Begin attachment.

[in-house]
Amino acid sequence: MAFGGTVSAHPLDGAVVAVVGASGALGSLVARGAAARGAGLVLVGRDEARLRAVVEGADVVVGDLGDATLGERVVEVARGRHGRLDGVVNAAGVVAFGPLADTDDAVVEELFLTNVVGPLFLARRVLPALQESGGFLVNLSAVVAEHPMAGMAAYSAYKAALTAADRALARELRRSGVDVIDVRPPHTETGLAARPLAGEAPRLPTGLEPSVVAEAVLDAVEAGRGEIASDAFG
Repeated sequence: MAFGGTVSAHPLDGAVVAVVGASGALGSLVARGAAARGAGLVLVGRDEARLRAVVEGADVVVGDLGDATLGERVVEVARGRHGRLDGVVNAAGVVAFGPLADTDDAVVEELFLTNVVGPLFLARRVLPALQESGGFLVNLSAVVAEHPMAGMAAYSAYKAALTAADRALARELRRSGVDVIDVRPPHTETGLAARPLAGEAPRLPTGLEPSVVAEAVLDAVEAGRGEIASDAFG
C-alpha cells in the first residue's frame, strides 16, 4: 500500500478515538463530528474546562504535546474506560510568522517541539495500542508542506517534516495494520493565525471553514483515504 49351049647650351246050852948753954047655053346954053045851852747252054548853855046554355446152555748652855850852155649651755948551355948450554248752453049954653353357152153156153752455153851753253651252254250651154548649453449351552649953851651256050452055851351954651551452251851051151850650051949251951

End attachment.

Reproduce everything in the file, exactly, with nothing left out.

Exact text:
[in-house]
Amino acid sequence: MAFGGTVSAHPLDGAVVAVVGASGALGSLVARGAAARGAGLVLVGRDEARLRAVVEGADVVVGDLGDATLGERVVEVARGRHGRLDGVVNAAGVVAFGPLADTDDAVVEELFLTNVVGPLFLARRVLPALQESGGFLVNLSAVVAEHPMAGMAAYSAYKAALTAADRALARELRRSGVDVIDVRPPHTETGLAARPLAGEAPRLPTGLEPSVVAEAVLDAVEAGRGEIASDAFG
Repeated sequence: MAFGGTVSAHPLDGAVVAVVGASGALGSLVARGAAARGAGLVLVGRDEARLRAVVEGADVVVGDLGDATLGERVVEVARGRHGRLDGVVNAAGVVAFGPLADTDDAVVEELFLTNVVGPLFLARRVLPALQESGGFLVNLSAVVAEHPMAGMAAYSAYKAALTAADRALARELRRSGVDVIDVRPPHTETGLAARPLAGEAPRLPTGLEPSVVAEAVLDAVEAGRGEIASDAFG
C-alpha cells in the first residue's frame, strides 16, 4: 500500500478515538463530528474546562504535546474506560510568522517541539495500542508542506517534516495494520493565525471553514483515504 49351049647650351246050852948753954047655053346954053045851852747252054548853855046554355446152555748652855850852155649651755948551355948450554248752453049954653353357152153156153752455153851753253651252254250651154548649453449351552649953851651256050452055851351954651551452251851051151850650051949251951